It has already made a name for itself in the ride-hailing sphere in India. Ola’s next aim – to power charge the country towards an electric mobile future.
And boy, does it have the stratagem to back that claim!
Tucked away in a hinterland in Krishnagiri, Tamil Nadu lies Bhavish Aggarwal’s brainchild. The holy ground, which is believed will serve as the nucleus of the Indian EV industry in the coming years.
In a recent media interaction, Bhavish Aggarwal – Ola’s founder and CEO, revealed the first paradigm of the Ola Electric’s plant, built to usher in a new wave of EV-proficient India.
Aptly dubbed the ‘Future Factory’, the sprawling plant site is spread roughly across 500 acres. Fuelled with a $2 billion investment, Aggarwal has hopes of making Krishnagiri’s plant the largest two-wheeler plant in the world.
As narrated by Aggarwal, the construction at the plant, which is going gung-ho, is expected to finish its phase 1 in June this year. When fully completed sometime next year, it will boast an impressive annual capacity of 10 million units, where 10 production lines are expected to churn out a scooter every two seconds!
For Aggarwal, at 35 years of age, he has already spearheaded two Indian unicorns in ride-hailer Ola and now in cynosure Ola Electric. His next frontier is clear – Disrupt the Indian EV market and get India on the world map.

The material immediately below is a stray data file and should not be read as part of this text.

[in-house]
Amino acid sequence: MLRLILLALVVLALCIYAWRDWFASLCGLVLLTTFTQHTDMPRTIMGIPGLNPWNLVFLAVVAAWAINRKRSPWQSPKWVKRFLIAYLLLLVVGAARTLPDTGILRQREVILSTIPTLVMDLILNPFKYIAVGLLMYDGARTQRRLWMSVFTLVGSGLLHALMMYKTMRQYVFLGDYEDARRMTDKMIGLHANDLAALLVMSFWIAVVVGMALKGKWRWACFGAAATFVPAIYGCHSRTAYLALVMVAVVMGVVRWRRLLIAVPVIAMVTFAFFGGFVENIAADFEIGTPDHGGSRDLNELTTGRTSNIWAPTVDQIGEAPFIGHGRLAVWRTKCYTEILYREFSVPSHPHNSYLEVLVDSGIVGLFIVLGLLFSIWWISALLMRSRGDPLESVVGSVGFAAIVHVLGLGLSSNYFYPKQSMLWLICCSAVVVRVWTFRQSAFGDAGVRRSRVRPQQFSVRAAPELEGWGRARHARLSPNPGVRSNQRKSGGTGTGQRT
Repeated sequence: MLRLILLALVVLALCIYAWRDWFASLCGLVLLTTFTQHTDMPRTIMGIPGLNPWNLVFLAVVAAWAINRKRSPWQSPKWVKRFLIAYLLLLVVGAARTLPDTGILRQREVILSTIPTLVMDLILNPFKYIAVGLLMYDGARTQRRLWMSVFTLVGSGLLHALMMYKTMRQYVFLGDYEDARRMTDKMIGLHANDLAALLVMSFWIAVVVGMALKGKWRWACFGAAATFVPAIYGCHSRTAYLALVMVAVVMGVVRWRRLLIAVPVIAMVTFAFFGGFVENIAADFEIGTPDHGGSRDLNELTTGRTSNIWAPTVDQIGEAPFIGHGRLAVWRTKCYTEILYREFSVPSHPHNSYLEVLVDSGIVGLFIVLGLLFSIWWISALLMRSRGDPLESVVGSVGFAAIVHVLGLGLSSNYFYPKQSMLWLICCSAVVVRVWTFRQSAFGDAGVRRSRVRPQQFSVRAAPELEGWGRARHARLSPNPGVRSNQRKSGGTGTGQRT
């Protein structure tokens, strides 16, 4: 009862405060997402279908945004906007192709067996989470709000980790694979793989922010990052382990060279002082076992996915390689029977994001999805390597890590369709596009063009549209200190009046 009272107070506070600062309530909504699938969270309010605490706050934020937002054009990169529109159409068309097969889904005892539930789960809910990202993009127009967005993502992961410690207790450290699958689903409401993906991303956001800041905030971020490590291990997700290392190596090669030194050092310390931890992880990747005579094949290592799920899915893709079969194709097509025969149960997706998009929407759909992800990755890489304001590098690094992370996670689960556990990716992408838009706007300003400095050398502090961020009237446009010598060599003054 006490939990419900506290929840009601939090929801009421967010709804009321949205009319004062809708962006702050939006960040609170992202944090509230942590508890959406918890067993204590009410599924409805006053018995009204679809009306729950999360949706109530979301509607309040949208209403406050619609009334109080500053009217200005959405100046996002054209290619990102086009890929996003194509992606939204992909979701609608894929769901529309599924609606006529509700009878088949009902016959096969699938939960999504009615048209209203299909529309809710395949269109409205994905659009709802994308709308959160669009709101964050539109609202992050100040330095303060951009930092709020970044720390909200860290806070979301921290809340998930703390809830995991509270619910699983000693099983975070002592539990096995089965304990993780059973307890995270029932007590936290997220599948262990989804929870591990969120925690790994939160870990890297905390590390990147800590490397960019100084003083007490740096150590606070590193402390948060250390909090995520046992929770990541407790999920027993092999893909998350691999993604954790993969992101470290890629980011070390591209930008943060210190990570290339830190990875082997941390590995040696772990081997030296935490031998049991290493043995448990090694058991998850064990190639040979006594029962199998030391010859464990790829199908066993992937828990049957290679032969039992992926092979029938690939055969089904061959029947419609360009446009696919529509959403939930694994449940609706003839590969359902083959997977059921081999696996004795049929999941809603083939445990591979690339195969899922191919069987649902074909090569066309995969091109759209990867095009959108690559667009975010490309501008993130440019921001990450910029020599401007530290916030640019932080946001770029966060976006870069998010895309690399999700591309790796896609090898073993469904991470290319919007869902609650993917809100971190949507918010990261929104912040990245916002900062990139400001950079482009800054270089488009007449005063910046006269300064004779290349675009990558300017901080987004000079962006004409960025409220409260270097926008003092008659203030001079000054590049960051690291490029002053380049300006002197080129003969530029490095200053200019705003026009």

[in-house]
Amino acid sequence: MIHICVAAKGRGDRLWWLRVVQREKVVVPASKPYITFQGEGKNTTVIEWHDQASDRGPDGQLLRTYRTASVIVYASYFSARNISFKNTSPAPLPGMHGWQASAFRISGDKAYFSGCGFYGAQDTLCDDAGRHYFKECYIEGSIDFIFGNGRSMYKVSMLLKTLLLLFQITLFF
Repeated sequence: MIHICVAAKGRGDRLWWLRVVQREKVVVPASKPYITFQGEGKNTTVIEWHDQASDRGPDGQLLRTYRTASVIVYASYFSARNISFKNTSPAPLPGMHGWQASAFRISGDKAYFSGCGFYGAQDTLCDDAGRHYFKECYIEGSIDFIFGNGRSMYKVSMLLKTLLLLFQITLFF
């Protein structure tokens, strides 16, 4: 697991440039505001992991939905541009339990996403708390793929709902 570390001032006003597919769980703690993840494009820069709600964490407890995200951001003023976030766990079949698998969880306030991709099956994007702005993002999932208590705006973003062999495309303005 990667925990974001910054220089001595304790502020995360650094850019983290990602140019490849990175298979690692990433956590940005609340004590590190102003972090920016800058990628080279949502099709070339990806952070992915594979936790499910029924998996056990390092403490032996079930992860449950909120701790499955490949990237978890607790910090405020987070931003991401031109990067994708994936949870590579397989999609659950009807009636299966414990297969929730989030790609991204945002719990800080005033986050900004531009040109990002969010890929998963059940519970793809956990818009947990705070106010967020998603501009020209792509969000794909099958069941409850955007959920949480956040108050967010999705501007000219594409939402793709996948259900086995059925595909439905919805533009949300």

And when asked what solution does he have to achieve the end goal, the answer branches out from scale and demand creation. Lots of it.
Consider this, purely in terms of per-capita ownership of two-wheelers per 1,000 people, India’s numbers list around 160 compared to Vietnam which surprisingly has 600.
With a manufacturing whale capable of amounting to 15% of the world’s capacity, Aggarwal plans to stay one step ahead for the future. That is spurred in part by Tesla’s forays into the Indian market too, but Aggarwal has plans to counter this some desi-backed economics.
Ola Electric’s bet is on getting the “meat of the market” hooked to do its bidding. India is a land where affordable two-wheelers, three-wheelers, four-wheelers are elemental for everyday use.
Aggarwal has plans to leverage precisely these economies of scale by building a vertically integrated plant powered by technology, where the company independently takes charge of the core technologies and engineering. In stark contrast to the luxury sedans and other alluring electric vehicles the other rivals are dangling to offer to the public.
Ola’s plans to drop anchor in the EV domain were quite clear with its recent acquisition of Etergo, the electric scooter manufacturing start-up based in the Netherlands, hinting at a future roadmap. Doubtlessly, the design of the produced-to-be product bears resemblance to Etergo’s AppScooter, re-engineered to suit Indian conditions as it is.
The scooter, Ola Electric’s vessel of choice, weighs in at 100 kg. It requires a battery pack to function, has boot space to fit 2 helmets, and has an inbuilt sim-card to make calls, play music, and activate safety features. A wholesome offering.
The company is also driving to sell each scooter with two battery packs, each pack weighing about 10.5-11 kg, taking an hour to charge that can be plugged in at the comfort of your home.
While it’s a little too early to quote precisely, Ola’s electric scooter could make its competitors run for their money by clocking up to 240km in one charge.